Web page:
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Marilyn The Passion and The Paradox - Lois Banner

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Hardcover: 528 pages / Publisher: Bloomsbury Publishing / Published: 2 Aug 2012

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      10.04.2013 10:02
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      A full biography of iconic actress and singer Marilyn Monroe

      With the possible exception of Princess Diana, Marilyn Monroe is probably the most written-about deceased woman in twentieth-century history. The thirty-six years of her life (1926-62) and the manner of her death will no doubt continue to provide an opportunity for as many writers as they have already done since her sudden passing. After a decade of research Lois Banner, a Professor of History and Gender Studies at university in California, has added another weighty tome to the relevant shelves. As a self-styled pioneer of second-wave feminism and the new women's history, she has some interesting insights to offer into her subject's life as a gender role model.

      THE BOOK

      Marilyn's career is recounted thoroughly and with frankness. As a film star she was hardworking, but not exactly professional at the best of times. She frequently turned up late on the set (her car had broken down, she had lost her keys, she was not feeling well - the usual excuses), fluffed her lines, and needed to put everyone through numerous takes before the right result was achieved. That she managed to pursue a film career despite all this, and also when the scandal of a set of widely-circulated nude photographs of her taken in 1949 might easily have killed it stone dead, suggests that she was not totally unlucky throughout her life.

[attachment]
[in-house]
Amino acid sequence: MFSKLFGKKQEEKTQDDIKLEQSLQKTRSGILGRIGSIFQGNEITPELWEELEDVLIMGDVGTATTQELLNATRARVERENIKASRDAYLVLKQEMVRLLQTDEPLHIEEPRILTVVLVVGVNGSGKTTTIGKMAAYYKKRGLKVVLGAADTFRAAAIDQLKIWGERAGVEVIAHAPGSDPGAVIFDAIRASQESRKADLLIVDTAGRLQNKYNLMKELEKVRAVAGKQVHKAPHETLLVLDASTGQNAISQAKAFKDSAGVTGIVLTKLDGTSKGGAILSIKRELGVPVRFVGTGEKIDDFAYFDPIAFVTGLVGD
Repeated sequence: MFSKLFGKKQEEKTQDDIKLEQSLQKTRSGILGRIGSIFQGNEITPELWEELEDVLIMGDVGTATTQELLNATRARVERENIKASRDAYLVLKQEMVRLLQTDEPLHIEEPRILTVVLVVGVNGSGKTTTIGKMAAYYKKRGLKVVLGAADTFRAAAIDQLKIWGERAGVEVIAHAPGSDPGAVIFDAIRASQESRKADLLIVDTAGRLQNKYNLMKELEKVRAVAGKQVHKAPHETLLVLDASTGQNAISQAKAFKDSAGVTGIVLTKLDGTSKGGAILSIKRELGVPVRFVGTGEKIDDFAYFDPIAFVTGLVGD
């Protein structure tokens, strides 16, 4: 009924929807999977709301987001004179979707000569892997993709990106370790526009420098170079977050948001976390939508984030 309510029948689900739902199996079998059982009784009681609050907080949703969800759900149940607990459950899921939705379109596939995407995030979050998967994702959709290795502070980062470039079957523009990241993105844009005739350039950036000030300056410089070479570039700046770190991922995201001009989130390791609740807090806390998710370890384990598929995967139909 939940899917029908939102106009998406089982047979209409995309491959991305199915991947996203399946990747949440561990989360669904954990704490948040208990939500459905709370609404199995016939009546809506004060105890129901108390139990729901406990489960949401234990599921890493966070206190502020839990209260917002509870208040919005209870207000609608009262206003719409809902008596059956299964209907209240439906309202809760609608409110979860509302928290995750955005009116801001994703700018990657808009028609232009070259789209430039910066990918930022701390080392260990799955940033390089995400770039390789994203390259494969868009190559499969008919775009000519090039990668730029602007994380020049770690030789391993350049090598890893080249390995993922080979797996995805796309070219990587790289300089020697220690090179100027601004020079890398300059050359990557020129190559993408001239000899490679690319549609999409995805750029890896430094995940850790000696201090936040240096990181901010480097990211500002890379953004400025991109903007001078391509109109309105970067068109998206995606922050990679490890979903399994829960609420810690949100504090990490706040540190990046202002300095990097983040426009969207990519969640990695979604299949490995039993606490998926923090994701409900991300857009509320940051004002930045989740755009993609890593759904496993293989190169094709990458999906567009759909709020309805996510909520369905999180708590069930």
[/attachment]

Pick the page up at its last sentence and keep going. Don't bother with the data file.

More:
Another handicap she was cursed with was a severe stutter, the very last thing an actress needed. And there were numerous psychological problems which constantly dogged her. Some of these probably had their roots in episodes of child abuse which Ms Banner asserts, contrary to the opinion of previous biographers, were not fabricated. When accused of narcissism because she spent so much time looking at herself in the mirror, she defended herself by asserting that she was practising facial expressions or redoing her makeup, as she regarded herself as a perfectionist. She once told the press that she liked to be really dressed up or really undressed, and did not bother with anything in between. Such honesty was not necessarily the best policy in a nation which still had its share of prudery, thought the unclothed female human body was shocking if put on public display, and expected people in the public eye to be good role models.

      In addition she suffered from endometriosis, and never had the children for which she longed. One cannot help thinking that any family she might have had if things had been different would not have enjoyed a happy childhood. While more sinned against than sinning, she was notoriously unfaithful to her husbands and perfectly frank about her readiness to sleep with any man who would advance her career. She never forgave film companies who laid her off, although they were probably justified in doing so. Admittedly she was a huge box office draw, but there is more than a grain of truth in the adage that a star is someone who maintains professional standards and is a pleasure to work alongside, not a prima donna who feels that everyone is out of step except for him or her.